"Election management is another critical issue. Who runs this election? How independent and impartial is the board that runs elections? Who prints the ballot papers, where, how many are distributed to a province, to a ward, or district? Who does the tallying up and the reconciliation of the voting process? Is that vote secret?" he asked. "The presidential election petition of 2002 is still outstanding. There are still some cases that were still outstanding from 2000 and some litigants have even died without their cases being heard. That is not good enough.
"There is the problematic issue of accreditation of monitors and observers for the opposition. At the end of the day you have an election where two thirds of the country has no monitors from the opposition." Biti also explained that the government invoked provisions of the public order and security Act to ban public rallies in Harare since February. He said for the MDC, political meetings were the oxygen of their political campaign and that the ban had impacted on their preparedness. An announcement is scheduled to be made on June 25 as to whether or not the ban will be upheld. He also said MDC had no access to the existing public media, both print and electronic.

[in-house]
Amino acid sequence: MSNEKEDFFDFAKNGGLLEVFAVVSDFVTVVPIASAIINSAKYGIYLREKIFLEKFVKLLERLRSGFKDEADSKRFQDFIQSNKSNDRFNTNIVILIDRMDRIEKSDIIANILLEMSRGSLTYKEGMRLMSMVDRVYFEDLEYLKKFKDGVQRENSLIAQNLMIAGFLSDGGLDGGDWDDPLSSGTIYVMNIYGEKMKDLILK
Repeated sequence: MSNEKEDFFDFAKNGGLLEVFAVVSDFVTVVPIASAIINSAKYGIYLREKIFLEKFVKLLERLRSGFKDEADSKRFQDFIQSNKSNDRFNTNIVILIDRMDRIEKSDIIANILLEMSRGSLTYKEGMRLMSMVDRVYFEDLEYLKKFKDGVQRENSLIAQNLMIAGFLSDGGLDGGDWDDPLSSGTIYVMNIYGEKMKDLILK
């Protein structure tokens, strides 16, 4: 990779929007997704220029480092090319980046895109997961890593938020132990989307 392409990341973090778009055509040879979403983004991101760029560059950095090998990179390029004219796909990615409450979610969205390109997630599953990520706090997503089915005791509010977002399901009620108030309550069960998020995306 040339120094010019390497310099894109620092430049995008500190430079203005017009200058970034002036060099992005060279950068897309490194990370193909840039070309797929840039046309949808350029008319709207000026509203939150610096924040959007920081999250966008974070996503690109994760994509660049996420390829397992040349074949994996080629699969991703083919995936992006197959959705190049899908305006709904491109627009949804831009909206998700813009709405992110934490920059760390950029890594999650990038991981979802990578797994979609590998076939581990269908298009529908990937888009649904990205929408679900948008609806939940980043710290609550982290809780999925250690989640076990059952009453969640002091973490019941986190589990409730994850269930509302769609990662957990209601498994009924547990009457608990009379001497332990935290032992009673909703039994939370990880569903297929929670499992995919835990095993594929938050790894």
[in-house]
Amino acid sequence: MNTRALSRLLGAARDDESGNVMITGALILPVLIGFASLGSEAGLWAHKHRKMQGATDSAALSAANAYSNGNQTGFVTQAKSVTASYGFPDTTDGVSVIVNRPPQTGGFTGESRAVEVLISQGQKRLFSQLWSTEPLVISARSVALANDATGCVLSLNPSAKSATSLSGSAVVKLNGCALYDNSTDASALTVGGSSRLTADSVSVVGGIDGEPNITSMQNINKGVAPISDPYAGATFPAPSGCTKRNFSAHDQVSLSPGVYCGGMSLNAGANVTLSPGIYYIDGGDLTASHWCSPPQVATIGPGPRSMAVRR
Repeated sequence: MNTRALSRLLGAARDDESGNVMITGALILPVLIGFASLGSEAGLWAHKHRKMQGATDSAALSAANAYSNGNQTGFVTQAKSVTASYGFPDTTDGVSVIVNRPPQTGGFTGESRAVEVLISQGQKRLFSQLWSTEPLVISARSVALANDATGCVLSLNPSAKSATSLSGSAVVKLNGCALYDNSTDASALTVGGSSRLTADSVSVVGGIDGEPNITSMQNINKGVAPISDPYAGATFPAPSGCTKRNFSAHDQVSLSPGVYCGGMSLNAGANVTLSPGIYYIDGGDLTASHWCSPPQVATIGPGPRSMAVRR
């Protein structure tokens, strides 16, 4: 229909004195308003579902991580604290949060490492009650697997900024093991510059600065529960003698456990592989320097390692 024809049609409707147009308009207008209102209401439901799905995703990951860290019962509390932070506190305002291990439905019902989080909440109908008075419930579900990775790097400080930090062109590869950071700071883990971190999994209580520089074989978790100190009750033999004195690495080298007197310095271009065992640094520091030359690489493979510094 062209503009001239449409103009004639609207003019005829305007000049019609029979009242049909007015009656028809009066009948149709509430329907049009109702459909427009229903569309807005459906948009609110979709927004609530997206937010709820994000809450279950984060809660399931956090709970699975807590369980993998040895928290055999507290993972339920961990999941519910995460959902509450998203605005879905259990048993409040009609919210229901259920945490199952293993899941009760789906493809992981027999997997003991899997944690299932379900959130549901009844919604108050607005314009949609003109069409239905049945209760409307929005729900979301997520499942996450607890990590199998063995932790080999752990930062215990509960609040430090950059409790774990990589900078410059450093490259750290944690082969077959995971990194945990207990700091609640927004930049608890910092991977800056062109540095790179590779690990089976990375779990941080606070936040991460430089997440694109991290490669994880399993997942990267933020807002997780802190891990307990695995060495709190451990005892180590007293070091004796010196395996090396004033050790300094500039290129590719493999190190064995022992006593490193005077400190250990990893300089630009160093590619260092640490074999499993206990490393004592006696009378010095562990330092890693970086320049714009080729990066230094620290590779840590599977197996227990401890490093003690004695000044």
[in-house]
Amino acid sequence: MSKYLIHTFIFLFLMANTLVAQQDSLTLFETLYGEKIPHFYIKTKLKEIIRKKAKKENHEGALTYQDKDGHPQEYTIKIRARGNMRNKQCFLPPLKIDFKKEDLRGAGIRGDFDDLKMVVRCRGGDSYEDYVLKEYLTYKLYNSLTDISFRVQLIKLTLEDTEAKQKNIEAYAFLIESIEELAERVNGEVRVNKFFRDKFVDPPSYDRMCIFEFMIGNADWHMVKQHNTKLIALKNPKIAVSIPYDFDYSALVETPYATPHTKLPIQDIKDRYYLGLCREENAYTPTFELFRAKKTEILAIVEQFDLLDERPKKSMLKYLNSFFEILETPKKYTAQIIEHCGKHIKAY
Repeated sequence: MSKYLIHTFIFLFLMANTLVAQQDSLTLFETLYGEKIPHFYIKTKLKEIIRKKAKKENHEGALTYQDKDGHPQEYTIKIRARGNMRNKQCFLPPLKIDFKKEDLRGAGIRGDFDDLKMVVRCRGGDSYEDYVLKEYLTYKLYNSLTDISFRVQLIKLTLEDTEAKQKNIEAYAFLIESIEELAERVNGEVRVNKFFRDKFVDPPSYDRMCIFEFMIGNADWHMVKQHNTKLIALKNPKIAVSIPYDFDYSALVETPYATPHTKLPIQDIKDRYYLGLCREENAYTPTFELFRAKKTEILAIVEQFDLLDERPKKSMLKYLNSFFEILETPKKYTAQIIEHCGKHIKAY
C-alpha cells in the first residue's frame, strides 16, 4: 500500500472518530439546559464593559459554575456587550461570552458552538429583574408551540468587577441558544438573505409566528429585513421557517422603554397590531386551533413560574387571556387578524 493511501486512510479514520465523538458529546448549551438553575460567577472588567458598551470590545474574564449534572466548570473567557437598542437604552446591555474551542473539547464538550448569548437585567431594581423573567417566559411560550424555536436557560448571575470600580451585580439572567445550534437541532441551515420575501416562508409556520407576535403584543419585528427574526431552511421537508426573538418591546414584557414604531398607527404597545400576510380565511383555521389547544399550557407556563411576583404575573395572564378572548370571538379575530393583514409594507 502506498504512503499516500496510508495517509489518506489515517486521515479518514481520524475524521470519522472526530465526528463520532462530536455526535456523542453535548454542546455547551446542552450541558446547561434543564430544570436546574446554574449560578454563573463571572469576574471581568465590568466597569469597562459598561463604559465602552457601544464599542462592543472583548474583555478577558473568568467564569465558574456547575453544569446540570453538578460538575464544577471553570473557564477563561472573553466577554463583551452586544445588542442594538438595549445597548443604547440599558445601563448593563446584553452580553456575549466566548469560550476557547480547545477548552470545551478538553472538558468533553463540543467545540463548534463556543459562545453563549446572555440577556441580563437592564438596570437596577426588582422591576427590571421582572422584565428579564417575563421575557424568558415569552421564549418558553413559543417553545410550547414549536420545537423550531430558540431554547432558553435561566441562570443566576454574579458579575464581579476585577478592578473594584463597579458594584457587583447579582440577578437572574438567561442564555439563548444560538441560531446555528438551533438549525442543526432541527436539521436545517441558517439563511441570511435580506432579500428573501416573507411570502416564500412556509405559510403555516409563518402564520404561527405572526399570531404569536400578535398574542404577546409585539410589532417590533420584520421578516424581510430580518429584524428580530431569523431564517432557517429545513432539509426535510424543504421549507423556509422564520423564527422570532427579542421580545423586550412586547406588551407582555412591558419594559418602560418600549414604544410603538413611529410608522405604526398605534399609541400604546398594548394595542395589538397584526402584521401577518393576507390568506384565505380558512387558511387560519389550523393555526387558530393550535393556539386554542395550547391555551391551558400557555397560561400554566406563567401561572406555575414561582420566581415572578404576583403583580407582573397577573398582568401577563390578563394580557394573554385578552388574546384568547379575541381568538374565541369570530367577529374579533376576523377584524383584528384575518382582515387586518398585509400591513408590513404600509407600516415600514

"How do you have a country with one daily newspaper? How do you have one television station? We live in a global community where information is international, where information is not restricted to narrow, fictitious borders brought about in 1884. Much as I want to know what is happening in Iraq, the average Shi'ite wants to know what's happening in Zimbabwe," he said.
Biti said there was also need to end the militarisation and violence as that had planted fear in the opposition camp.